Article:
(2)  A few photos.  I lost the photo that showed a similar piece of lawn equipment that had a sidecar attached...

  Yes, the sidecar has two wheels.

(3)  I was taking a longish trip on my first 'street' sidecar rig, a R100RT with a Ural chair.   I was parked at an cliff overlook, with the Snake River Canyon steeply and far below me.   The only other vehicle was a Harley Davidson.  I did not see the rider.    I decided to relieve myself (urinate) before leaving.  No restrooms, it was just an overlook spot.  I climbed over the guard rail, and started to go a few feet down the cliff, so I would not be in sight of any vehicles on the road.   I cleared around one large bush and a tree, and found the Harley rider, with his girl friend, both naked, having a 'nooner'.  We ended up talking for half an hour.   It took me a few minutes to stop staring at the girl.    Actually, I never stopped staring, ...until ....... I turned to go back to my rig, began to walk away  ...&  ....I tripped on a quite large rock that I walked directly into, not seeing it.

(4)  I parked my K1100LT-EZS-EML sidecar rig in a large highway turnout, on highway 50, a bit West of Spooner Summit, ...just a bit southwesterly of where Hy 28 joins Hy 50,... as one comes from Carson City, Nevada, towards Lake Tahoe.  I was going to go sit on a granite outcropping, looking towards the distant Lake, and have a snack. There was a modest downwards slope to the road with a slight left-wise slope for rain drainage (yes, rain drained across the road).   I left the bike in first gear, as many sidecarists do, as it acts as the emergency brake we don't usually have on our rigs.   The bike jumped out of the gear it obviously was not fully into.  In motorcycle boots I chased the rig as it headed across the the highway towards oncoming traffic in the other lane. The rig was just crossing the centerline and turning some I caught up to it.   It was an exciting event, appreciated (?) by unlookers, as I JUMPED onto the rig, grabbing the right side of the handlebars which caused the rig to turn to the right rather abruptly, the turning was unfortunately towards the sidecar ....and....I grabbed the front brake lever, which caused the rig to turn even more quickly ....and try to throw me off (the sidecar wheel went up too .... me with it) ...but I managed to stop the rig, it was pointing away from the approaching traffic.   Ever since that event, I have carried a small piece of 2 x 4 lumber, to block the front or rear wheel as appropriate.  Too bad I had no movie/video of this event.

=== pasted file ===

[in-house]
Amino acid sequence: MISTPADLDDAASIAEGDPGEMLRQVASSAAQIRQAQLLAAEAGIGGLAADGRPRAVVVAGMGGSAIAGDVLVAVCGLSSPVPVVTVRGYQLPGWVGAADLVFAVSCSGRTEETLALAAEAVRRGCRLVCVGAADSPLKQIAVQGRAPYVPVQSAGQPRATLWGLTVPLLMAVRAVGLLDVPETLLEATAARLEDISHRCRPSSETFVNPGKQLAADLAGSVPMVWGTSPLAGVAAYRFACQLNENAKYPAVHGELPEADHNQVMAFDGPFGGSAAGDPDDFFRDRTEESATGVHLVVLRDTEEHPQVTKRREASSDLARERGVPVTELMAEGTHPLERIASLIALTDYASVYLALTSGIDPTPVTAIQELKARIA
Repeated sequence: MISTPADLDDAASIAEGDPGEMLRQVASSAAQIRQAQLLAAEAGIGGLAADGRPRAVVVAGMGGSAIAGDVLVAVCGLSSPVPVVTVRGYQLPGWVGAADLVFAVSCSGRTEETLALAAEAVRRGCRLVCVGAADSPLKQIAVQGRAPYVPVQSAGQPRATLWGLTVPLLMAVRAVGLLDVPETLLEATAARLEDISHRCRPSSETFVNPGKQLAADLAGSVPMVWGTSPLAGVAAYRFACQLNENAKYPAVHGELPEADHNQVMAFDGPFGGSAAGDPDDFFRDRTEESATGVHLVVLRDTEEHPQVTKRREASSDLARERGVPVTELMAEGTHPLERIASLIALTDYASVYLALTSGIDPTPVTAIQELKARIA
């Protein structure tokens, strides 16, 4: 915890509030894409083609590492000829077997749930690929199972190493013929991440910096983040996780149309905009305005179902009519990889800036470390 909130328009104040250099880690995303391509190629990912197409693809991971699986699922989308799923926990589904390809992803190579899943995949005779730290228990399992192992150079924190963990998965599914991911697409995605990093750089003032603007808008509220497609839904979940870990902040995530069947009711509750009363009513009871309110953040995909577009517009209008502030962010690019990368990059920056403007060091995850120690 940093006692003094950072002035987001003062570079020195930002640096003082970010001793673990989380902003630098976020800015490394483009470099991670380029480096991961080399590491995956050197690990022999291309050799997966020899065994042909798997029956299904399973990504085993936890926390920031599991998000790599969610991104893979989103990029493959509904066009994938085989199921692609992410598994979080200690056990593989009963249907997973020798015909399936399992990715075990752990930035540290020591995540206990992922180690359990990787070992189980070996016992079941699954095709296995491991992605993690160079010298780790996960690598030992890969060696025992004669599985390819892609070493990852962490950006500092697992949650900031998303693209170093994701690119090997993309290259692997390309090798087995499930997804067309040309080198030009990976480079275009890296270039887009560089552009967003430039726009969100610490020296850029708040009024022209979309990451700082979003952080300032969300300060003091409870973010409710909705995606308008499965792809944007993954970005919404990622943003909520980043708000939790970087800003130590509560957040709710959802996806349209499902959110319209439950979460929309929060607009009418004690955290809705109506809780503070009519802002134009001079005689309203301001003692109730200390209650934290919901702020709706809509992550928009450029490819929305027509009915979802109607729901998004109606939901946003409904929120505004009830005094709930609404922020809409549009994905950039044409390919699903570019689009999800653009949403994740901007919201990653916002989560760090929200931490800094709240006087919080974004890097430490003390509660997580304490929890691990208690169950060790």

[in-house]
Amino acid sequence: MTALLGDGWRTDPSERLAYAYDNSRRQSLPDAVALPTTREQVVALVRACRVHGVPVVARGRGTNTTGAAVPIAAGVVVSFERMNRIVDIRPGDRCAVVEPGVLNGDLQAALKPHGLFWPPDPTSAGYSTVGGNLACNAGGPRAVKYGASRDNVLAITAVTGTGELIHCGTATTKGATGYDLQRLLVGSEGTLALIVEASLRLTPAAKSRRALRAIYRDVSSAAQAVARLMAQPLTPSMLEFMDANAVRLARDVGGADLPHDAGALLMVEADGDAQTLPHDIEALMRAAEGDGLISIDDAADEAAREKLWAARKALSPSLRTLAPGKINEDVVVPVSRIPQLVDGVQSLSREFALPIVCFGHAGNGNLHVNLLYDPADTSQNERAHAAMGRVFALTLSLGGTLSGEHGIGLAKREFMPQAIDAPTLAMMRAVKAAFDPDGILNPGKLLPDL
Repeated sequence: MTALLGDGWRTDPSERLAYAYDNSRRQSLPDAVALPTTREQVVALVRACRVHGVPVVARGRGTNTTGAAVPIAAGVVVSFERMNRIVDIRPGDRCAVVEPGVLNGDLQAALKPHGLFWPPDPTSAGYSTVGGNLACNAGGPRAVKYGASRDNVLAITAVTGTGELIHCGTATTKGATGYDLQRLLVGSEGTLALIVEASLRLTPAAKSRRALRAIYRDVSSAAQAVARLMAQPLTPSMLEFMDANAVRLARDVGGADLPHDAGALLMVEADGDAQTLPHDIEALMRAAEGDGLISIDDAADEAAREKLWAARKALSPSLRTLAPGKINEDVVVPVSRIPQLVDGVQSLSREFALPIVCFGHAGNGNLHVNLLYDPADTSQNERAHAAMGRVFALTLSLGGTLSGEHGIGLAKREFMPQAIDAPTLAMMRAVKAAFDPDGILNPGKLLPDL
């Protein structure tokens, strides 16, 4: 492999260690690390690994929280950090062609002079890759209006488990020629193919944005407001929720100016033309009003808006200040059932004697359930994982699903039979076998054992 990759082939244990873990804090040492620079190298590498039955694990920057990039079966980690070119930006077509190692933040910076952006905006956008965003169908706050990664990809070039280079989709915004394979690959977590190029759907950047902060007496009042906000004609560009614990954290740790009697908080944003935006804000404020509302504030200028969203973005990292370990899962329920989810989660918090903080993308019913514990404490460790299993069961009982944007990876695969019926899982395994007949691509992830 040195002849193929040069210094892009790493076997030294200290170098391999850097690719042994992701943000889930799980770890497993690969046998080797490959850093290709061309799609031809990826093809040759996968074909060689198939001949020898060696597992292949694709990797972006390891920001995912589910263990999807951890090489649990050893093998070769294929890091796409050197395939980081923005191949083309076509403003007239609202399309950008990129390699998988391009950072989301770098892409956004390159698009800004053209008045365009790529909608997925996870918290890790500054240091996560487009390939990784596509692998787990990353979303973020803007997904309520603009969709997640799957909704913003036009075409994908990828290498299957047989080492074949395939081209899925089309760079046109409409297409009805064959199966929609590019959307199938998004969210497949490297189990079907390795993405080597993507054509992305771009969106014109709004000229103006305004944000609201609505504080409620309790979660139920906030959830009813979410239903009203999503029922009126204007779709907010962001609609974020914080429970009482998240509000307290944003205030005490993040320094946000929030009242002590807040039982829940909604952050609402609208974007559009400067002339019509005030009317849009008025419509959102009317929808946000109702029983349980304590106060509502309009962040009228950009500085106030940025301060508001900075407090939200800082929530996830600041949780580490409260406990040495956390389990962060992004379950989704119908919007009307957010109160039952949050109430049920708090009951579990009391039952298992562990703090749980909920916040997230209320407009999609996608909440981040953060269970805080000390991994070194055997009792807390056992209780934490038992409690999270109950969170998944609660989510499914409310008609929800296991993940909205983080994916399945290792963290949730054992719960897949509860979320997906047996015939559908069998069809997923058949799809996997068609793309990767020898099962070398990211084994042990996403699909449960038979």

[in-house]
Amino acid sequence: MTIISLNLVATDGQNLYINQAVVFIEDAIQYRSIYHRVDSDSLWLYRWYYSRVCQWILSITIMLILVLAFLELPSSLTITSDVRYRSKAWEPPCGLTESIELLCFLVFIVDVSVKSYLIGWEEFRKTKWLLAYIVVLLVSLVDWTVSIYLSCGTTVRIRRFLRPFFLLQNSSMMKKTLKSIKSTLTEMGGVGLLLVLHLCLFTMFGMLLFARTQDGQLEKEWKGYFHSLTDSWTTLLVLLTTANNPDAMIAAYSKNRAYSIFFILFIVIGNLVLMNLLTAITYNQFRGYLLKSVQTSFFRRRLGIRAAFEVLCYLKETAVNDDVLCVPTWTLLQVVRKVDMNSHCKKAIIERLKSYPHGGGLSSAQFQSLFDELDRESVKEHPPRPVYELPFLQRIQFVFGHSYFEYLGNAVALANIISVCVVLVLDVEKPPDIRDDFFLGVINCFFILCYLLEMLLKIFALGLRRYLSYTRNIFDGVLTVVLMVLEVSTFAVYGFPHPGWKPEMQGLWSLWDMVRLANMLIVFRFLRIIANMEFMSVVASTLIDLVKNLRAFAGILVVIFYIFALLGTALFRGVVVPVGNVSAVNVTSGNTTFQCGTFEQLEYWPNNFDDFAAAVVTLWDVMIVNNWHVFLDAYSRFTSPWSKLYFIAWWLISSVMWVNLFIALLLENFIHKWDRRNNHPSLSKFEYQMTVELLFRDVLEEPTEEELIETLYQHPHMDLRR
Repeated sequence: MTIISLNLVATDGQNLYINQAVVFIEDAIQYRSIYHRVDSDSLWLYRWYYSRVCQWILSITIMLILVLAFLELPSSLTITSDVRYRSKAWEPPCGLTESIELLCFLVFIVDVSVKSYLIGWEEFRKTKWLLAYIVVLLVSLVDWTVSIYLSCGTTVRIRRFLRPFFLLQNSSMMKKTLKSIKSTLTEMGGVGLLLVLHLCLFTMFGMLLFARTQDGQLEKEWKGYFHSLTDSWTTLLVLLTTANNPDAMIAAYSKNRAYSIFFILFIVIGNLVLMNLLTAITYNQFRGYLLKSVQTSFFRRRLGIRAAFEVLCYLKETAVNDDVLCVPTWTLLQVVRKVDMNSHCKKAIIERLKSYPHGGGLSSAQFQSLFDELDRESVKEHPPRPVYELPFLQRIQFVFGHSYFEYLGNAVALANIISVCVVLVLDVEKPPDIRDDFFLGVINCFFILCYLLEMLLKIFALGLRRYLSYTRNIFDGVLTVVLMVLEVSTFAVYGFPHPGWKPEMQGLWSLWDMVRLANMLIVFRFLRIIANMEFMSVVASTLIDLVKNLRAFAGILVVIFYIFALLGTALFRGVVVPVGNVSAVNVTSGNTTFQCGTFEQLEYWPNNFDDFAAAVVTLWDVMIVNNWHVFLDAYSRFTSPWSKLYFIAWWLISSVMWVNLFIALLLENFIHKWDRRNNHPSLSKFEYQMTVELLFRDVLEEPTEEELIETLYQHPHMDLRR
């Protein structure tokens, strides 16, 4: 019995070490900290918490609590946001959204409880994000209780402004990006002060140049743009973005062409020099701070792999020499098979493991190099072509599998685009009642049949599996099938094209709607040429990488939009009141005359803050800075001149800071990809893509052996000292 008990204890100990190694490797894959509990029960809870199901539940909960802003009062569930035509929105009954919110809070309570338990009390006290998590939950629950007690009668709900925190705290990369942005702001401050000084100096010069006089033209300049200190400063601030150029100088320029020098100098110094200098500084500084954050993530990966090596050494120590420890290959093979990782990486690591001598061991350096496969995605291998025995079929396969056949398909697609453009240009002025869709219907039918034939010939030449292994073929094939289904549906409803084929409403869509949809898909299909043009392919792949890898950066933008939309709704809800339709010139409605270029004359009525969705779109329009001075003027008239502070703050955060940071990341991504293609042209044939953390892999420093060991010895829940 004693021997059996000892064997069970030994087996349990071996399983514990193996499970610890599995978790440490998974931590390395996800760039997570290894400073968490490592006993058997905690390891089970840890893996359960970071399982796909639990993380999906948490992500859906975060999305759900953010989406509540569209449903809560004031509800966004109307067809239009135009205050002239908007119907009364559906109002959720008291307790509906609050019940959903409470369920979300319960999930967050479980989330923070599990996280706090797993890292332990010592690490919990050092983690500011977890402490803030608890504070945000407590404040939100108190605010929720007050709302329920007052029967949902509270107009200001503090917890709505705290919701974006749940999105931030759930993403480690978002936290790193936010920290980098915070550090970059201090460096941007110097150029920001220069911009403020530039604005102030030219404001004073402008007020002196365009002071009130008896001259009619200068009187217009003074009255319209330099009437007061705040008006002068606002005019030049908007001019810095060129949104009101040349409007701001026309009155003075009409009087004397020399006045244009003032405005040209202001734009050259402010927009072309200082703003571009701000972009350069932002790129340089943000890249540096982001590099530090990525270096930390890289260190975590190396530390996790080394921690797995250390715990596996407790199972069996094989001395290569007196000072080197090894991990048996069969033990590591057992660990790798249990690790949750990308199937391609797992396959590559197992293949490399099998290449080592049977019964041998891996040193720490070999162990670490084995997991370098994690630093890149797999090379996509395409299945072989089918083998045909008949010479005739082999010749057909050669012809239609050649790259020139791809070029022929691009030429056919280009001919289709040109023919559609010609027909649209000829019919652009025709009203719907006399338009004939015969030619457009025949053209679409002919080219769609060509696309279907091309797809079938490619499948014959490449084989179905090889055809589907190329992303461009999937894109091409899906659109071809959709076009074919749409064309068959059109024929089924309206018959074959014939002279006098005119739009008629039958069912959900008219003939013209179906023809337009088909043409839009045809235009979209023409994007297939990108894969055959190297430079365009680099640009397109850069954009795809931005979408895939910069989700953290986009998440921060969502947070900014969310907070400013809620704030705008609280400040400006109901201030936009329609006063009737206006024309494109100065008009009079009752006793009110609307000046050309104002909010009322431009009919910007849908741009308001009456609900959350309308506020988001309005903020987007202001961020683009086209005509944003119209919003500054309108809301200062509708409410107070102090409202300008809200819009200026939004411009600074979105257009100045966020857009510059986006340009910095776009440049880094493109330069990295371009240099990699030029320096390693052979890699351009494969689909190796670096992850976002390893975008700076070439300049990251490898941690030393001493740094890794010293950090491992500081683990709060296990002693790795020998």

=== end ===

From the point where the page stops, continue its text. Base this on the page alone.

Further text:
(5) Bringing along your own 'camping trailer'.

Some inputs from fellow sidecarists:

1.  From the late Dr. Hal Kendall:
While eating a peanut butter and jelly sandwich in an enclosed sidecar on a bumpy road, the magnitude of mess you make will be directly proportional to the speed the vehicle is traveling and inversely proportional to the speed the sandwich is eaten.

Dr. Funsteins third law of motion:  On all motorcycles with a sidecar attached, all forces generated by road surface irregularities are absorbed by the sidecar passenger.

2.  From Claude Stanley (Freedom Sidecars):